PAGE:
34. A system as claimed in claim 33, wherein the channel state estimator is operable to estimate a channel state for the transmission channel for a third transmission mode, different to the first and second transmission modes, to produce a third channel estimate, and wherein the distortion estimator is operable to estimate rate distortion for the transmission channel for the third transmission mode using the third channel estimate to produce a third distortion estimate, and wherein the rate selector is operable to select, as a selected transmission mode, that transmission mode of the first, second, and third transmission modes which has the lowest corresponding distortion estimate.

35. A system as claimed in claim 33, wherein the second transmission mode has a data rate lower than that of the first transmission mode and the third transmission mode has a data rate higher than that of the first transmission mode.

36. A system as claimed in claim 33, further comprising a modelling unit operable to determine a distortion model for the transmission channel, which distortion model relates to channel distortion at different transmission modes.

37. A system as claimed in claim 36, wherein the distortion model for the transmission channel uses mean square error values between original and received data values.

38. A system as claimed in claim 37, wherein the distortion model includes estimates of encoding distortion, and channel distortion.

39. A system as claimed in claim 33, wherein the transmitted data is multicast data.

40. A system as claimed in claim 33, wherein the data includes video data.

41. 41-74. (canceled)

Description:

CROSS-REFERENCE TO RELATED APPLICATIONS

This application is a divisional application of U.S. application Ser. No. 13/701,646 filed Jun. 18, 2013 which is the United States National Phase of PCT Patent Application No. GB2011/051035 filed 1 Jun. 2011, which claims priority to Great Britain Application Nos. 1009135.3 filed 1 Jun. 2010; 1009127.0 filed 1 Jun. 2010; 1009128.8 filed 1 Jun. 2010; and 1009133.8 filed 1 Jun. 2010, which are incorporated herein by reference.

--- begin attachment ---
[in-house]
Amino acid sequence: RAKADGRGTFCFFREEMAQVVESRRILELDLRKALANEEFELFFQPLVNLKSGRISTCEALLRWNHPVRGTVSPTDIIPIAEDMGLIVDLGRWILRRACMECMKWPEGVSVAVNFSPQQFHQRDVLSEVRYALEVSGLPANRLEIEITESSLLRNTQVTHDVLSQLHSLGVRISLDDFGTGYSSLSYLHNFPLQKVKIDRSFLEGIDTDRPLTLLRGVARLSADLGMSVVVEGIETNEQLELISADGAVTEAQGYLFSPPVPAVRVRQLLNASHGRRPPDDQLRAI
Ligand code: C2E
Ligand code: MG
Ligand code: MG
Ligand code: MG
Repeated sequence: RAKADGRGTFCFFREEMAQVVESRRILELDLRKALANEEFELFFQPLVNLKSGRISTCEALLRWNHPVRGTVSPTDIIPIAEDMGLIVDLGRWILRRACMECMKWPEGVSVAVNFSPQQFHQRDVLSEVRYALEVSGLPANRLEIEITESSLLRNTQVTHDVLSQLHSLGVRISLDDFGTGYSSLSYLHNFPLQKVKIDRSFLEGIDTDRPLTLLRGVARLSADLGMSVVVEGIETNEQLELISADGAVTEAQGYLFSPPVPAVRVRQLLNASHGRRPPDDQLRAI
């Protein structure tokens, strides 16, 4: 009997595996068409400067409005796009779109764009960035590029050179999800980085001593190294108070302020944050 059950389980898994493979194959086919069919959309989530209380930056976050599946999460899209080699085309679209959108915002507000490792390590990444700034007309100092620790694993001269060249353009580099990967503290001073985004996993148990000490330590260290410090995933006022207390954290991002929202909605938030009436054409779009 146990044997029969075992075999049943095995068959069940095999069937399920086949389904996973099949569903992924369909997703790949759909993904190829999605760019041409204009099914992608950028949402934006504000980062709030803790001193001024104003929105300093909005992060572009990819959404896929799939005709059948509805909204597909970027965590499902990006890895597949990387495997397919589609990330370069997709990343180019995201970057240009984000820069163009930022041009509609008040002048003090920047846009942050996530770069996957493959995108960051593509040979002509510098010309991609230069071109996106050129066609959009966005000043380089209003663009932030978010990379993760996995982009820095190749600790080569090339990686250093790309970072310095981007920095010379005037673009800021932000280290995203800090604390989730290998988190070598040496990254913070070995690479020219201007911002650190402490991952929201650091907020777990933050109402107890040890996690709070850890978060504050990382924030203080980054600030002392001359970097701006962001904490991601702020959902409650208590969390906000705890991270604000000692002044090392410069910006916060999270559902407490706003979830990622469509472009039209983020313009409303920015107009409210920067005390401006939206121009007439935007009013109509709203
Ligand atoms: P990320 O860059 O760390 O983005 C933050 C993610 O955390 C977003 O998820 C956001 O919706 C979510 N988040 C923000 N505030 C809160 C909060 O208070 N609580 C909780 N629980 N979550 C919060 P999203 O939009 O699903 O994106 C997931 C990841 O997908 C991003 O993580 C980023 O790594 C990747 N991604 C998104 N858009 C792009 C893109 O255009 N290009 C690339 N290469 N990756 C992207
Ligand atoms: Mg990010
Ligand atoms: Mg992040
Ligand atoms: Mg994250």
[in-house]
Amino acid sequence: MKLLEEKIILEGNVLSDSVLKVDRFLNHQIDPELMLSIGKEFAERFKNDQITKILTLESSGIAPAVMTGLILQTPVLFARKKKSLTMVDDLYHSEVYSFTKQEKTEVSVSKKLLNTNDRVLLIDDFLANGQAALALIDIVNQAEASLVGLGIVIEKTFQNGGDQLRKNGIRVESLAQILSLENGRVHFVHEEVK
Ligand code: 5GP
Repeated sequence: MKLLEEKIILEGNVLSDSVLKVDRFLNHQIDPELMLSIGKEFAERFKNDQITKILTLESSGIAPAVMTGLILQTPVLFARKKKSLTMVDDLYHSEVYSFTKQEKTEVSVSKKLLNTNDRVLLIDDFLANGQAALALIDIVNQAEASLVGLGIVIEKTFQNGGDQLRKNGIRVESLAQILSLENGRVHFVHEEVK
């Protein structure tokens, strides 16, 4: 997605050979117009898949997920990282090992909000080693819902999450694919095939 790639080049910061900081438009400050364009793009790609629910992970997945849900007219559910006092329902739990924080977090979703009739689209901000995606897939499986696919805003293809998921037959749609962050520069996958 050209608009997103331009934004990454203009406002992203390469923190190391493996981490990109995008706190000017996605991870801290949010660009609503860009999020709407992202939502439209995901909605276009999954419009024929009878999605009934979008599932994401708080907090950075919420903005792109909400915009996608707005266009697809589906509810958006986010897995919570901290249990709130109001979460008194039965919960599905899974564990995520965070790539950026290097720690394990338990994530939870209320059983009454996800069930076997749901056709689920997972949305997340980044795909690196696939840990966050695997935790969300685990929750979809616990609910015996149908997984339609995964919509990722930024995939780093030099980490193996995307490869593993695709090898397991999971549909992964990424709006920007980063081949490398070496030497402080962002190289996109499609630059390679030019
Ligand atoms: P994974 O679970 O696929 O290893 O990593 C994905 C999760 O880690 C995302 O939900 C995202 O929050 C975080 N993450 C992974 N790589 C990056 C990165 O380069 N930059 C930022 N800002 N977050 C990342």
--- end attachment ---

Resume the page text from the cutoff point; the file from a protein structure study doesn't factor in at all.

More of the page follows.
STATEMENT REGARDING FEDERALLY SPONSORED RESEARCH OR DEVELOPMENT

Not Applicable

THE NAMES OF THE PARTIES TO A JOINT RESEARCH AGREEMENT

Not Applicable

INCORPORATION-BY-REFERENCE OF MATERIAL SUBMITTED ON A COMPACT DISC OR AS A TEXT FILE VIA THE OFFICE ELECTRONIC FILING SYSTEM (EFS-WEB)

Not Applicable

STATEMENT REGARDING PRIOR DISCLOSURES BY THE INVENTOR OR A JOINT INVENTION

Not Applicable

BACKGROUND OF THE INVENTION

The present invention relates to a data transmission system for the wireless transmission of data. In particular, but not exclusively, the present invention relates to an adaptive transmission system for the wireless, i.e. over an air interface, transmission of multimedia data and video streaming data to a plurality of fixed and/or mobile recipients of the data.

In one potential area of use at large venue events, such as stadium events, including pop concerts and sporting events, there is a continuing demand for “added-value” entertainment features which will attract attendees and maintain consumer interest in a crowded leisure market as well as improving the actual quality of the experience to the paying customer present at the event. The atmosphere of a live event can often be unparalleled and, as such, the popularity of the same has increased and there are now a large range of live events occurring regularly, often at conflicting times. Not only do such events compete against each other for attendees, but as home entertainment system quality has improved, the live events must also compete against the, often live, broadcasting of the event into the comfort of people's homes. For example, many top flight football and baseball games are available to view live on a subscription basis from a television broadcasting company. Typically and most frequently, for those viewers who pay the subscription, the game is available in real time, with expert commentary. Many of the television companies have multiple cameras simultaneously filming the game, from a variety of different angles and viewpoints, including close up footage of the game. Depending on the television package being used, some viewers can interactively select which camera footage they wish to watch with the aim being to give the person watching the event at home an as realistic as possible experience of watching the live event. However, in contrast, the attendees at the event are often restricted to a single viewpoint from their seat, which may be a considerable way from the pitch or stage itself and in certain instances they may have to rely on watching a large screen to discern details of the live event that they are at.